Jayalalitha gets interim bail from Supreme Court
The Supreme Court on Friday granted interim bail to Tamil Nadu’s former Chief Minster J Jayalalitha. Earlier, Jayalalithaa was denied bail by the Karnataka High Court. She is in jail following her conviction in a disproportionate assets case. The sentence entails a four-year sentence and a Rs100 crore fine.
Jayalalitha has been seeking bail on the grounds that she is a senior citizen, aged 66, and a woman with failing health. In its order today, the Supreme Court also suspended Jayalalitha's sentence.
The Hindustan Times newspaper reported that the Supreme Court has laid down the law such that, a convicted person can contest election if the conviction and sentence are stayed by the SC. However, her conviction has not been stayed and merely suspended.
This interim order comes with the condition that Jayalalitha must submit her paperbook (to the HC where the appeal against conviction will next be heard) required for the bail application, within two months from today.
Reports suggest that Jayalalitha, through her counsel Fali Nariman, gave various assurances to the Supreme Court, like not asking for adjournments from the HC, being confined to her house while pressing for bail and making sure her party workers do not resort to any violence in Tamil Nadu. The bail is applicable till 18 December 2014.
Vinod Rai writes about the major scams that shook the nation
Vinod Rai, the 11th and most assertive comptroller and auditor general (CAG) that India has seen, is the man behind uncovering major scams over the past few years: the 2G scam, coal block allocations, the Commonwealth Games (CWG) scam, Air India scam and so on. Rai, in his book Not Just an Accountant, asserts that after several red flags were raised, the government had a chance to alter its direction and avoid obvious malfeasance. However, it turned a blind eye and continued along the same path.
According to Rai, the scams showed astonishing mis-governance with a clean man at the top. In the chapter on the 2G saga, he points out, “Unbelievably, the prime minister (Manmohan Singh) chose to ignore the red flags of deviation from policy, and questionable facts and figures offered by the minister (A Raja, the then telecommunications minister).” Commenting on Dr Singh’s statement in January 2014 that “spectrum allocation should be transparent,” Mr Rai writes that had the PM stood by his beliefs, the fate of the UPA-2 would have been different. However, Dr Singh “engaged in a routine and ‘distanced’ handling of the entire process, in spite of the fact that the A Raja had indicated, in writing, the action he proposed to take,” Rai writes.
The PM was aware of Raja’s intentions as far back as November/December 2007, but he only ‘acknowledged’ the ‘developments’ and did not question the minister’s intentions. Rai states that, if only Dr Singh had responded differently and asked the minister not to take any action ‘till they or the GoM have discussed this’, it would have changed the course of the UPA-2.
This case was “the first in the unfolding of a series of misguided actions of a government that seemed to have forgotten its oath to preserve and protect the interests of the nation,” laments Rai.
While the government initially claimed that there was no malfeasance and the CAG had erred, Rai states, “This is a story of the misguided belief that the underlying objective of all action is to remain in power, and keep a coalition secure—the nation and its people be damned.”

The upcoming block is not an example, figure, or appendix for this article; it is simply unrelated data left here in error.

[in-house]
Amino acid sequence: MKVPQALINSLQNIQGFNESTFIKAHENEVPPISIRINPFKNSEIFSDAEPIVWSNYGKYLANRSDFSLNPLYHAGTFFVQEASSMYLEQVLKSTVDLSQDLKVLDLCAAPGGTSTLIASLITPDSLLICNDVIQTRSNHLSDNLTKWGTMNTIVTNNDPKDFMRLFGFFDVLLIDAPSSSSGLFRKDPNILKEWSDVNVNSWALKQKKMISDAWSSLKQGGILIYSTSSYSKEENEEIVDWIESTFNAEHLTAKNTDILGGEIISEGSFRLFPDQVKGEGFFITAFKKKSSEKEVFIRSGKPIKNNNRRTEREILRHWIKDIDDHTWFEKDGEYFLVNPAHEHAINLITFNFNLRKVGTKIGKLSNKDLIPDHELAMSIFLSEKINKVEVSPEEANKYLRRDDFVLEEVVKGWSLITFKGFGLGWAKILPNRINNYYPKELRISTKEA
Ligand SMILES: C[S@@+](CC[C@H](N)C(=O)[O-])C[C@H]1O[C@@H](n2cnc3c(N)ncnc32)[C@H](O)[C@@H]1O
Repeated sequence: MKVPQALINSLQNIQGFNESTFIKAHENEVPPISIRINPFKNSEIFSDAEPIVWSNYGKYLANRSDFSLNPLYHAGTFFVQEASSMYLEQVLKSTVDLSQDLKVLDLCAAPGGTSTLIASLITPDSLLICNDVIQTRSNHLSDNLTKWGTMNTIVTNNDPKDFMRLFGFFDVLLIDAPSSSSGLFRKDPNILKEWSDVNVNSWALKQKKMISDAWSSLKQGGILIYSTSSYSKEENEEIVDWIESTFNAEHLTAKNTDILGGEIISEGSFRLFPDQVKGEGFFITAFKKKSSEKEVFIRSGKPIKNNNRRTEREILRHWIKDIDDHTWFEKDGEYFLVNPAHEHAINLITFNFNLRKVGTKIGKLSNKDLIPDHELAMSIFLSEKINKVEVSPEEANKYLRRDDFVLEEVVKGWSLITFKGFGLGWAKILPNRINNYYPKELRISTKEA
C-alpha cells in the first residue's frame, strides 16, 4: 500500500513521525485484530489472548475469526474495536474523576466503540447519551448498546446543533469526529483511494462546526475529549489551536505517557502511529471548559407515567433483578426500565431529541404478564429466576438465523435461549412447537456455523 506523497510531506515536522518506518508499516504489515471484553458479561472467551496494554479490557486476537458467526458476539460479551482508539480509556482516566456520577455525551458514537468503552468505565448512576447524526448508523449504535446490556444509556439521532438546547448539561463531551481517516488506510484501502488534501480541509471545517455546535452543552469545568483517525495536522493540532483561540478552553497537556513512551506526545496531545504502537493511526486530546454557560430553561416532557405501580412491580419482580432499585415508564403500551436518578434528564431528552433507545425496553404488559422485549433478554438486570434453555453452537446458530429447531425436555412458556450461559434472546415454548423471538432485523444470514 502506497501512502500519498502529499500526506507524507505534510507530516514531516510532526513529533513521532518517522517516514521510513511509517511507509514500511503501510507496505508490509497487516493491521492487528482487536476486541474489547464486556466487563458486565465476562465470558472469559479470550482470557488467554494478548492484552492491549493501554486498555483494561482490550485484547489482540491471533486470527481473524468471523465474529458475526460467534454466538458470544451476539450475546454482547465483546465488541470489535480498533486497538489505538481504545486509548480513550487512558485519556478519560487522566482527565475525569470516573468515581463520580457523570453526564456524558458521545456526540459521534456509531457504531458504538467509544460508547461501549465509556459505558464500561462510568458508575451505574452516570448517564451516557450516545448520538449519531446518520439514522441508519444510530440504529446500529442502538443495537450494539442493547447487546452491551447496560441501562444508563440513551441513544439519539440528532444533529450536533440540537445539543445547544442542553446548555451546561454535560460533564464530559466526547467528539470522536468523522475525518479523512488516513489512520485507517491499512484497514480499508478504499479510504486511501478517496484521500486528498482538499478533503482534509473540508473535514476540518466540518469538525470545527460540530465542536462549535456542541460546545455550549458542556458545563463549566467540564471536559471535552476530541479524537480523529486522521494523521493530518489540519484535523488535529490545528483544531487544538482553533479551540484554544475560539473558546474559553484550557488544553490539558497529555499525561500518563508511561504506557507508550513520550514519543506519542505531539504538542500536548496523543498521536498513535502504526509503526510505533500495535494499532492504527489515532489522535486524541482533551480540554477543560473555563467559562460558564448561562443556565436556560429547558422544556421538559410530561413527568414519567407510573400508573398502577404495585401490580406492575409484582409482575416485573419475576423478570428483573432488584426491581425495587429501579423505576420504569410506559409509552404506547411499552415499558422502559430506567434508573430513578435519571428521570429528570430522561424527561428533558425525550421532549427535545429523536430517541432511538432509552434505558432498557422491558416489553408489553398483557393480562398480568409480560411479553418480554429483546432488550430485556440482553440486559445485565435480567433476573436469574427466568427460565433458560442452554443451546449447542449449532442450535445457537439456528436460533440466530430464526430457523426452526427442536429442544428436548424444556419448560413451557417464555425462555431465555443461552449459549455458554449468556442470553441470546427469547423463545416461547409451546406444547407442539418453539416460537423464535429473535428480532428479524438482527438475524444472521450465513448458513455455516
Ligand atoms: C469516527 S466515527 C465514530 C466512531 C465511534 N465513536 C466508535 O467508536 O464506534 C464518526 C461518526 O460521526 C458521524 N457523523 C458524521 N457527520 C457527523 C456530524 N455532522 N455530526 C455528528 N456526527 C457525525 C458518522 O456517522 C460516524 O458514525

Similarly, in the CWG scam, despite the detailed and obvious highlighting of flaws and irregularities, there was no credible attempt to establish accountability. “The big fish get away and only some lowly engineers and officers land up in the CBI net,” remarks Rai.
On the coal scam, Rai comments that “those entrusted with safeguarding the nation’s natural resources… allowed it to be frittered away to agencies who were neither capable of exploiting the resources or had the intent to do so.”
Another area of scam was public-private partnerships (PPPs) which are not transparent and are skewed in favour of the private party. Such deals do “not assure us that the nation’s resources are indeed being exploited in the best interest of the nation,” Rai argues.
Further, he writes about the tragic tale of civil aviation which was once the pride of the nation. In the Air India deal, he questions why Boeing (B 777) aircrafts, that were meant to fly for the next 25 years, were sold within five years of the delivery of the aircraft at one-fifth the price. This was done despite the policy-makers being aware of the fact that such a purchase would create a financial crisis for Air India.
He also laments the incapability of joint parliamentary committee (JPC) and the public accounts committee (PAC), which were to probe the suspected irregularities of the government, but could not prepare a unanimous report and present it to Parliament.
Rai is the first of Indian CAGs who will be remembered for showing us that the government and politicians can be made accountable, if statutory bodies simply do their job. In a powerful speech, at Moneylife Foundation’s third anniversary function on 15 February 2013, Rai reminded the citizens about the responsibility of ensuring good governance saying that too much is at stake for this duty to be ignored. While private institutions as well as individuals need to be accountable, Rai said that more is required of the government. He said, “Accountability becomes more important when public funds are involved. This is because public funds come from taxes, which we have to pay.
Because there is compulsion to pay, we need to know how the money is spent. This is why governments have higher accountability to its citizens.”